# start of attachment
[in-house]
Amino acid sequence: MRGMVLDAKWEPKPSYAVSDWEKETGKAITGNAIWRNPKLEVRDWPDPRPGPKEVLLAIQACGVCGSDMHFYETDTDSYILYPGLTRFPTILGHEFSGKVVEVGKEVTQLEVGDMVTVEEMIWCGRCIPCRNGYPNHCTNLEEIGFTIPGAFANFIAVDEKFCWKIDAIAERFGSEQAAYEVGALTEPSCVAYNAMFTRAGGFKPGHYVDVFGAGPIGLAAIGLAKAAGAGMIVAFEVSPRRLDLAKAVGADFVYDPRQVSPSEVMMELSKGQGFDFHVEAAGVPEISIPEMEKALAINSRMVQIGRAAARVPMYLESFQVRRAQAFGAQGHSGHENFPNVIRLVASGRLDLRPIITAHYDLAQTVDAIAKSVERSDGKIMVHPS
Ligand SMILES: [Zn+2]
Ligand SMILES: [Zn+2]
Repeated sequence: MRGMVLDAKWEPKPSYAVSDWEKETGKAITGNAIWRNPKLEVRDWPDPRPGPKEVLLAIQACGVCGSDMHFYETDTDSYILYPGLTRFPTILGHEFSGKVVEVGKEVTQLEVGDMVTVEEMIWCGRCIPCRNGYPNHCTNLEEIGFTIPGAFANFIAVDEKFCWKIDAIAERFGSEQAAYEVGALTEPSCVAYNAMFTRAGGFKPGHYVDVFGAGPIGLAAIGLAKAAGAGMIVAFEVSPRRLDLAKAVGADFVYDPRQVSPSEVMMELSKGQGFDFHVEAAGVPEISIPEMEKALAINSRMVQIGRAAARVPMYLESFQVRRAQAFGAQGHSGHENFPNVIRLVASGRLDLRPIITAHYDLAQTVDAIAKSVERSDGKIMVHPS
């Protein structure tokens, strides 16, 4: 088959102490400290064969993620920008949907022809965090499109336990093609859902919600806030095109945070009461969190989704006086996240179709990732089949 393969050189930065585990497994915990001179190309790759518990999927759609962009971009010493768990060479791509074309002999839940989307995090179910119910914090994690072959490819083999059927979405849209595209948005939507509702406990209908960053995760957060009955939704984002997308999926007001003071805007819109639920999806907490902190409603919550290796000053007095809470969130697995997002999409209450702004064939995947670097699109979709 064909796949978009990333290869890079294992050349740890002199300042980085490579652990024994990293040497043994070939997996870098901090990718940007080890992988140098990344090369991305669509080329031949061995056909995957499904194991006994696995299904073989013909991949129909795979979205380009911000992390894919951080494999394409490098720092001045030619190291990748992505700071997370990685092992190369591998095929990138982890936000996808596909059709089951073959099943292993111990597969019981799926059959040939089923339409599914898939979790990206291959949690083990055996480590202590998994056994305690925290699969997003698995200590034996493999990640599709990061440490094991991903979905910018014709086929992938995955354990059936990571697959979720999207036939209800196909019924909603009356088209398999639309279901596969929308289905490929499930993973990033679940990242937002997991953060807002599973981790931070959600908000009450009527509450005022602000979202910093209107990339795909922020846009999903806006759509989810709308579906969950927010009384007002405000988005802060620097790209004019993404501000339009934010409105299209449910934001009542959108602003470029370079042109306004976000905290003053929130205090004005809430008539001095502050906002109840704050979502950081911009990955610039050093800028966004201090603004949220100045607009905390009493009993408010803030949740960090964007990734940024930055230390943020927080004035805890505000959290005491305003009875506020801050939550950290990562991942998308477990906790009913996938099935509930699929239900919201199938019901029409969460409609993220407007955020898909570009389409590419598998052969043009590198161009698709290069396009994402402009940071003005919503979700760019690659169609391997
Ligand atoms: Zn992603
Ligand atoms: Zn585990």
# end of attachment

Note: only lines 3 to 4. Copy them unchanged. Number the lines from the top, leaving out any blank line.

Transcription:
Ligand SMILES: [Zn+2]
Ligand SMILES: [Zn+2]